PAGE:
I am sitting here about to meet some friends, and I had a flick through my Twitter news feed. I came across this article from The Economist “Efficiency eludes the construction industry.”
The article brings some interesting statistics into the spotlight about our industry. It is sobering and slightly confronting having what we already know put in our faces.
Now, this could be a case of me not seeing the forest through all the trees. Looking from the outside, looking in and then writing about our industry is flaunt with danger. And like a lot of people within the industry, this article is exactly why we don’t read “construction news.”
By the time I got to the end of the article, it felt like it was a personal attack of sorts. And the frustration comes from the very fast finger pointing at construction companies fighting for profits and lack of investment. Hang on, isn’t making a profit what being in business all about? The statement, “lack of investment” is a courageous comment. I know so many tradesmen that love to show off their shiny new power tools.
Just look through social media, all the new power tools that are coming on to the market. Every other tradesman on social media are trying out a new Dewalt power saw, or a Milwaukee cordless plumbing snake (yes they exist, no more pulling every trap apart).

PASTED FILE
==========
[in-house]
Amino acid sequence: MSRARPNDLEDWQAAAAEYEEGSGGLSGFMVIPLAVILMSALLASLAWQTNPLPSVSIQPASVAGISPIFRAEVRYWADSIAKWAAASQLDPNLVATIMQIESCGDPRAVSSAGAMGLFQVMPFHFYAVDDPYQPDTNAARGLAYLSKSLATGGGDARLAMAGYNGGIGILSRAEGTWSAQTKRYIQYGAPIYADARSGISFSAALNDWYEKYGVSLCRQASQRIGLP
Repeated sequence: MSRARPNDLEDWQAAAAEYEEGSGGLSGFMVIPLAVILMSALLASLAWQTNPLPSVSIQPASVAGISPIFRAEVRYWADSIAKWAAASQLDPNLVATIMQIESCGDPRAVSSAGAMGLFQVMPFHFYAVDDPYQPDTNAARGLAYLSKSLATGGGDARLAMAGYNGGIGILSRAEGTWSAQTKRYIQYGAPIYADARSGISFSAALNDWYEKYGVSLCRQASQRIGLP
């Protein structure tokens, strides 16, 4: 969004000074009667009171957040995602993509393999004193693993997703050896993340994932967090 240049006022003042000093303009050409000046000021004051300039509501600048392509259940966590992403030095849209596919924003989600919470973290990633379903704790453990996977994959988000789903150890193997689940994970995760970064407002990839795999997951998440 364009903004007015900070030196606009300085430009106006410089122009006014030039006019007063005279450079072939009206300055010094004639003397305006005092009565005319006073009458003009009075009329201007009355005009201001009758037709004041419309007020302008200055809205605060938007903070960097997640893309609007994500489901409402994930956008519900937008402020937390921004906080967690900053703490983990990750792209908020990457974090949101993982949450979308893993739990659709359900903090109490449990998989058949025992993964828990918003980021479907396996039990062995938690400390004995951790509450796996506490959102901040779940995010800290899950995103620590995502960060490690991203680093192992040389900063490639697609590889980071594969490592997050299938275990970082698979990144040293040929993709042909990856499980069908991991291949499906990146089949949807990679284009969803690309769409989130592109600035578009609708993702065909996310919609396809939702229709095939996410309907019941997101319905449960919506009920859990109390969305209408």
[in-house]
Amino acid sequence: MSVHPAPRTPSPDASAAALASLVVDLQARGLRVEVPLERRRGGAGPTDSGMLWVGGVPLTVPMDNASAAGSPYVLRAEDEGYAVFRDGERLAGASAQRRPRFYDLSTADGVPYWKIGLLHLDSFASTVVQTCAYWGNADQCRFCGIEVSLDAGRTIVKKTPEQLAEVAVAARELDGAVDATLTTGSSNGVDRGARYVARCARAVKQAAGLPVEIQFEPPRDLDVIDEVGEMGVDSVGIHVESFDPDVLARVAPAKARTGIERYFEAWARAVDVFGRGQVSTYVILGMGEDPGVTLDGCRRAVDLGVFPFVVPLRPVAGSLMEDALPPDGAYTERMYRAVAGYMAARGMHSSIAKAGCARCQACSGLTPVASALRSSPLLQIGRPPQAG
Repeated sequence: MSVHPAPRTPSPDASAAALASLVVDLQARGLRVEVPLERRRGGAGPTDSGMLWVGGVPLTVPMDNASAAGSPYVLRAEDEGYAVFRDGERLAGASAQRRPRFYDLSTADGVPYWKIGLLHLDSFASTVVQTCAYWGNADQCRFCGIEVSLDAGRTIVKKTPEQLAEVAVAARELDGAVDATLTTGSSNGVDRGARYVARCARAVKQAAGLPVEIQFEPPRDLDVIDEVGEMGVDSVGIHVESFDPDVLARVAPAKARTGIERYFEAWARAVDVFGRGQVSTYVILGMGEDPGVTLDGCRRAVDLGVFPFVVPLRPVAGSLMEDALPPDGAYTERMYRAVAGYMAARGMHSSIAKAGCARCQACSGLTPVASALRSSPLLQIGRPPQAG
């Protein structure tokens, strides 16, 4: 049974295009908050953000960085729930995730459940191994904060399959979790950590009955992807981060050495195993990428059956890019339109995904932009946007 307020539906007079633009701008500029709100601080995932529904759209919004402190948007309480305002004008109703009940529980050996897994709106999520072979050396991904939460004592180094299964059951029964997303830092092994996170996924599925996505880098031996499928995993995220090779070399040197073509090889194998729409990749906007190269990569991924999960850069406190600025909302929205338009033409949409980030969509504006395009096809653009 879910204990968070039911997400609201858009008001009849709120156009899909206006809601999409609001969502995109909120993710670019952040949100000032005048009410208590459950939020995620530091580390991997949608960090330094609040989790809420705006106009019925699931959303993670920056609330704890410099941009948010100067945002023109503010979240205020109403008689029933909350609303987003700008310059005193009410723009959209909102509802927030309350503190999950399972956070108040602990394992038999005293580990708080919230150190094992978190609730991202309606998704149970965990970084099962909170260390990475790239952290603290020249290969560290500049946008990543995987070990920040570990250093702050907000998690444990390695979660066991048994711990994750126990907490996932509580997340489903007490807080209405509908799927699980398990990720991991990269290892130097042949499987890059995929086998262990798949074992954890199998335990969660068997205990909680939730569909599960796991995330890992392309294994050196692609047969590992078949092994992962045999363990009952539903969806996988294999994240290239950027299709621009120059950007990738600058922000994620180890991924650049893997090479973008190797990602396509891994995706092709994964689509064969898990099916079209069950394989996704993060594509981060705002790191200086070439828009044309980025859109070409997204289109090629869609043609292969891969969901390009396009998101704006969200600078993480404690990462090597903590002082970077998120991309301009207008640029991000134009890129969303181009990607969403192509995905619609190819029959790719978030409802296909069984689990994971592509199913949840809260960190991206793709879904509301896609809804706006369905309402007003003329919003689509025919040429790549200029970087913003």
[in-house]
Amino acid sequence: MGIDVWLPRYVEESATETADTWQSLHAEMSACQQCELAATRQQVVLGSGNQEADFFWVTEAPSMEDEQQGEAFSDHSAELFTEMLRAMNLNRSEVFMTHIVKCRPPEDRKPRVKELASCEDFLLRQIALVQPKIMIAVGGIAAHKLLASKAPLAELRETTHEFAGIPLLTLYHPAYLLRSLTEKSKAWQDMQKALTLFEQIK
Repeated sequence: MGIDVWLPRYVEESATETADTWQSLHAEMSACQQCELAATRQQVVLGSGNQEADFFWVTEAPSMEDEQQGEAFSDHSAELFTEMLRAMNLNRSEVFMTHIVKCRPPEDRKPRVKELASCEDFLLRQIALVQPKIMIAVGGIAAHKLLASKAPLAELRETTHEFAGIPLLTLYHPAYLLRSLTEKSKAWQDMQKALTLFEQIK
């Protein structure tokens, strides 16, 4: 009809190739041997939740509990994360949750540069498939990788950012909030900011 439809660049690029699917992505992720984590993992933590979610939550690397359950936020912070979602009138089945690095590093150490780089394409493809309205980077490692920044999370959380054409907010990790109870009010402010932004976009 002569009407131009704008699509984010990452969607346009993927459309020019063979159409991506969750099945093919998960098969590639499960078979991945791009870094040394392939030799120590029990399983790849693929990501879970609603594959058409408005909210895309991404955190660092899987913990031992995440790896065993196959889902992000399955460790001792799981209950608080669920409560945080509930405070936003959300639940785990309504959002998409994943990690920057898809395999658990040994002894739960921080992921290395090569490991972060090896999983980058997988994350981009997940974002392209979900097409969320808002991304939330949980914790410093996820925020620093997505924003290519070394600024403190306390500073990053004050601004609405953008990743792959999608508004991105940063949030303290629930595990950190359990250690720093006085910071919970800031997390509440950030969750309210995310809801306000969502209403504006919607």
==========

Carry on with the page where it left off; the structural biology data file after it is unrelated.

Construction is in the business of people
And this is where the article falls apart; it completely misses the human, the person, the tradesman building each building. Construction is not a commodity business; construction is in the business of people.
The Economist touches on the feast and famine cycles that construction has to deal with, but again misses the individual that makes up construction. Each and every single individual goes through this cycle as well.
I will put it to you this way; would you work hard, look for better ways to do tasks, knowing that you have no employment at the end of the project?
If we want to deal with the “inefficiencies” of the industry, let’s start getting in touch with the people that make up the construction industry.
Automation, robots and all the technology that promise to “disrupt” and “change” the industry is a long way off, before you argue, read this. And if we stop treating the industry as a commodity, the “worker” will be the one that brings the change that everyone keeps screaming about.